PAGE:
Posts Tagged ‘SYP’

Energize and Accessorize

June 6th, 2011

Ohhh Yeahhhh it was a good sales day. That is why the Kool Aid Man is bustin’ into the post. The life of a commissioned salesperson could be described as a tenuous existence at best. I have learned to be elated with success as right around the corner is the deflated experience of failure. From my meditation manuals comes the learned trait of floating through life down the center of the stream, not to be too extreme towards either shore, for the opposite awaits you behind the next door. But then again, who can predict when the Kool Aid dude comes pouring through, full of red liquid to spill on everyone, huh? Just who could predict that? I have had alot of comments interested in energy savings, green type of products. That is the energized part of today’s post. First up is the fingerjointed stud photo. You will have to look close but you can see where the stud is joined together (kinda looks like little fingers ie: fingerjointed). The process is where shorter sections of lumber are bonded together with water resistant adhesives to form a longer piece. This reduces warping which results in added strength. It can only be used in a vertical position such as a stud used in home building. The one shown here is actually (good ole see the previous post) southern yellow pine (SYP abbreviated-isn’t that clever) as opposed to SPF (spruce pine fir). The builder at this site told me he prefers more because of their preclusion to being straighter than SYP, which he said 1 out of every 15 SYP has a bow or is crooked. He showed me the 15 SEER HVAC unit installed in his attic space. I looked it up (because I didn’t know) and SEER is short for Seasonal Energy Efficiency Ratio in which the higher the number the more efficient the unit (which explains why he said this unit performed better than the 13 SEER unit). Residential housing manufactured after 2005 is required to have a minimum of 13 SEER unit. The 15 SEER unit, as it was explained to me, was preferential due to the increased energy savings, the better warranty, and the amount of the tax credit issued. Another superior product this builder showed me was the Moiststop brick veneer flashing. It is manufactured by a company named Fortifiber and comes is 18″ x 150′ rolls (see the black flashing under the white housewrap at the bottom of the picture). The product does what it is named, which is prevents the build up of moister from behind masonary brick. Where is the moister directed towards? Great question and the answer is illustrated for you. Along the side of the house there are weep holes (I had the GC point to it with his tape measure used as a pointer). Let us not leave this site without the flourish of accessorizing. He has installed three locations of double tray ceilings (see Shaftsbury Glen post for initial description) in the living room, entry and breakfast areas. The double tray is a variation of a boxed tray with varying heights. The first tray will house rope lighting for a “soft” effect (think wine and cheese crackers). This builder uses 4 5/8″ crown moulding in two layers for a total of 4 layers for his signature in the home construction. He told me not to forget to mention the switched receptical in the attic to turn the light off and on as required. Bradley Fry Builders of Durham NC, shown in the fingerjointed stud photo, (down in the Grand Strand to straighten me out he says) gave me this lesson and I am thankful for the format to share it with you.

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Pine Box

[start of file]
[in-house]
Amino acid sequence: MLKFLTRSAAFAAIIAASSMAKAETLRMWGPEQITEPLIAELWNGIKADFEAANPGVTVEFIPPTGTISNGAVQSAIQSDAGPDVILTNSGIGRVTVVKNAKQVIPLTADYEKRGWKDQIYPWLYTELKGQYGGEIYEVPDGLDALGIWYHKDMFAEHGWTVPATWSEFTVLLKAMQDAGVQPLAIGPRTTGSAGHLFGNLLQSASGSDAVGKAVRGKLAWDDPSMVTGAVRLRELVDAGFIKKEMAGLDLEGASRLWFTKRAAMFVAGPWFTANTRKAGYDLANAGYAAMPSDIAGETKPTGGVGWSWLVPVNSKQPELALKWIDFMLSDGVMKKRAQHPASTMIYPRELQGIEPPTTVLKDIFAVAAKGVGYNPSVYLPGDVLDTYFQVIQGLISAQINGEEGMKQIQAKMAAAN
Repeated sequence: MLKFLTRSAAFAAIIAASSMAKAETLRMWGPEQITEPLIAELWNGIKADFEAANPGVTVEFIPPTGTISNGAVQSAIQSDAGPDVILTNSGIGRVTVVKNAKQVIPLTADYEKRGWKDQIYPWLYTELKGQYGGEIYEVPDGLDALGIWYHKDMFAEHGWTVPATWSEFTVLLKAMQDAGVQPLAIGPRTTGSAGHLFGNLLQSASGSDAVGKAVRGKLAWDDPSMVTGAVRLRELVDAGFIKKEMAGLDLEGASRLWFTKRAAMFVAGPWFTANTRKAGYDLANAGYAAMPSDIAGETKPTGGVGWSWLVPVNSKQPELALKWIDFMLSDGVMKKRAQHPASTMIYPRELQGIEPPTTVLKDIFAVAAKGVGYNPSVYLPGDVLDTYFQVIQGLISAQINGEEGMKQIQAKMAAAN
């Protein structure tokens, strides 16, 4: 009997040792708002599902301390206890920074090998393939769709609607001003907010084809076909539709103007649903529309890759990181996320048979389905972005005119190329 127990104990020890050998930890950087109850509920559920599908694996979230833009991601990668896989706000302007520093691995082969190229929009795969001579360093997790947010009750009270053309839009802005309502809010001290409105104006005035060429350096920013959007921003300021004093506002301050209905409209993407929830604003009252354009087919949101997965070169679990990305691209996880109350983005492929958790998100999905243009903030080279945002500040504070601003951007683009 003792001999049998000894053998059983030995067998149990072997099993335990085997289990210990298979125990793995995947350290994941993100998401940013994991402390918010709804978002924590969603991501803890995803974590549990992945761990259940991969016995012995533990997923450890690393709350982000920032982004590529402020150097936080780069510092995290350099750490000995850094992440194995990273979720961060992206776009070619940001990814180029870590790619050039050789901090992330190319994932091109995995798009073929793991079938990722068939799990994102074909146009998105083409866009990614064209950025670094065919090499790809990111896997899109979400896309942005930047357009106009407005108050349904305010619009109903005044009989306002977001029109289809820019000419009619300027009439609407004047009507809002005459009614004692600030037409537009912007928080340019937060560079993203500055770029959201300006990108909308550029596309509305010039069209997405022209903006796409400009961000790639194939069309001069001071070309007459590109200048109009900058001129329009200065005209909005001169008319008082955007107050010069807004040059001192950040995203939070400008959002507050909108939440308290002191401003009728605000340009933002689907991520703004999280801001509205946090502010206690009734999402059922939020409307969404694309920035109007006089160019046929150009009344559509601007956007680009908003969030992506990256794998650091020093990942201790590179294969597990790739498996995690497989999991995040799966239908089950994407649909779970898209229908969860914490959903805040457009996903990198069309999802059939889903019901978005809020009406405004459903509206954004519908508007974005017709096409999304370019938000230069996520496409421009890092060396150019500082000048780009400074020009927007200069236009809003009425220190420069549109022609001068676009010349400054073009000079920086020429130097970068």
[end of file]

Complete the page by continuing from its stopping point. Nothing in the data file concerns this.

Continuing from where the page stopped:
June 2nd, 2011

Sometimes it is all about the frame of reference. If you are a funeral home director, the title takes on a completely different meaning than if you are a stair builder. No, this is not about the “six feet under” type. It is the basic stair, the no frill, the unfinished offering. For the construction industry, the reference to “box” indicates the absence of open rail or housed between walls. I typically show the high end stairs being manufactured out of oak or mahogany, even the more exotic woods like Brazilian cherry. This time it is about the good old standard, pine. Missed the entire routering process, but did catch this one in the jig. Everyone in the shop steps back out of camera range as soon as I start to frame a shot, so I never get “action” pictures. At least you can see the actual machine that holds everything together prior to glue and screwing (never noticed how well those two words flow together). And besides, as in life (pun intended) there is nothing quite like the ole standards. Pine is a big industry here in the south. That is why they call it Southern Pine. It’s hard, dense, and sturdy making it the premier structural choice. While I am on the subject of premier southern pine structural products, examine the picture here showing the attic frame bottom chord. The product is called “dense select structural” which you generally only find in truss yards. The attic frame truss has the walls (kneewalls) constituting the side walls of the room, has a “collar tie” creating the ceiling, and the 2×10 DSS habital bottom chord, make the entire enclosure a room. Most are designed for 40 psf Live Load. The dense select bottom chord can span greater distance than the normal 2×10. The moral of the story is ole standards have a reason they are called that. Pine, whether it is used in a stair tread or a floor in a attic frame, certainly lives up to it’s reputation.

Added some pictures and some rambling text to the Shaftsbury’s Glen page for those of you who have been following the saga. Thanks for the comments and moral support. I appreciate hearing from you who write. Good or bad, there is always something to be gained from the observations. But most of all,┬áI know you don’t have to say anything and that is why it matters so much when you do.

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